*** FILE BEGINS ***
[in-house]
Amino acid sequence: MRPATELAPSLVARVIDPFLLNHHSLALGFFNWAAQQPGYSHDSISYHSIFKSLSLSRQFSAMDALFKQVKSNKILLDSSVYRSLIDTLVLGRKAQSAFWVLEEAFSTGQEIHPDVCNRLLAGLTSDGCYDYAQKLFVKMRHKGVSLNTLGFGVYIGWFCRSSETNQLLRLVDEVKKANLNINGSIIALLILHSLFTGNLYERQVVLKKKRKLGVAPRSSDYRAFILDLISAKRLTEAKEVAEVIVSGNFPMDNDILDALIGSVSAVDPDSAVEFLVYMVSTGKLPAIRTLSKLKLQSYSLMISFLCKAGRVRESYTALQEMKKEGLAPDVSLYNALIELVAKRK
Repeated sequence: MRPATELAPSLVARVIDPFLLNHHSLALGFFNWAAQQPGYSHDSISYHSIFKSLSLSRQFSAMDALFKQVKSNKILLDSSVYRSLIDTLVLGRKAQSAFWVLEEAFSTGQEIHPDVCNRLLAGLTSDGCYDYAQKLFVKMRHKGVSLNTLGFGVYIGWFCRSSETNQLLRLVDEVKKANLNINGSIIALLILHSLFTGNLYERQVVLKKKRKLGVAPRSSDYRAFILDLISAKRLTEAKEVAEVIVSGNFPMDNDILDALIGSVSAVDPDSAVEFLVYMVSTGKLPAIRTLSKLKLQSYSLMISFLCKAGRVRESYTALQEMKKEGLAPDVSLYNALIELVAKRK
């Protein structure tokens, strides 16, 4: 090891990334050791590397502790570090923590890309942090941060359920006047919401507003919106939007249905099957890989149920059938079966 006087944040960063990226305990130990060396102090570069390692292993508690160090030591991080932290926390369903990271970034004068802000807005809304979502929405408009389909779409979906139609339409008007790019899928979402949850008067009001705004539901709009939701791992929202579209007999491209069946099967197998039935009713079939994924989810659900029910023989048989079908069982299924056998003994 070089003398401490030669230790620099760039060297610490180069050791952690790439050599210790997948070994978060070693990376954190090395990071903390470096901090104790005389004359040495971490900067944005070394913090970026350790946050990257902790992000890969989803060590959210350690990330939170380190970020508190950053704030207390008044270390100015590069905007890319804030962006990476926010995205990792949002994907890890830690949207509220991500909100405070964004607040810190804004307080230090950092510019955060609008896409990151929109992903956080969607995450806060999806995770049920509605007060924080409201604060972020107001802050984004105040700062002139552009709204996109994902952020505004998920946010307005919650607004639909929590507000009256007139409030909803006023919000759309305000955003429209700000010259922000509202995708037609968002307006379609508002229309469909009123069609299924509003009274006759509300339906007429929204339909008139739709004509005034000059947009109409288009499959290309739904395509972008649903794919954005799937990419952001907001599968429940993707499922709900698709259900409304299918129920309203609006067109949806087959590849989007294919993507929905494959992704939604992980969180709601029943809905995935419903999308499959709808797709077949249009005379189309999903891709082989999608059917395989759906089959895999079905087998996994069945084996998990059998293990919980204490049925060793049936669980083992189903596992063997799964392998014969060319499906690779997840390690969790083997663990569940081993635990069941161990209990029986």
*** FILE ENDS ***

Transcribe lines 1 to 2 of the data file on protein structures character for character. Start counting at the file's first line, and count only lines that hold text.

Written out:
[in-house]
Amino acid sequence: MRPATELAPSLVARVIDPFLLNHHSLALGFFNWAAQQPGYSHDSISYHSIFKSLSLSRQFSAMDALFKQVKSNKILLDSSVYRSLIDTLVLGRKAQSAFWVLEEAFSTGQEIHPDVCNRLLAGLTSDGCYDYAQKLFVKMRHKGVSLNTLGFGVYIGWFCRSSETNQLLRLVDEVKKANLNINGSIIALLILHSLFTGNLYERQVVLKKKRKLGVAPRSSDYRAFILDLISAKRLTEAKEVAEVIVSGNFPMDNDILDALIGSVSAVDPDSAVEFLVYMVSTGKLPAIRTLSKLKLQSYSLMISFLCKAGRVRESYTALQEMKKEGLAPDVSLYNALIELVAKRK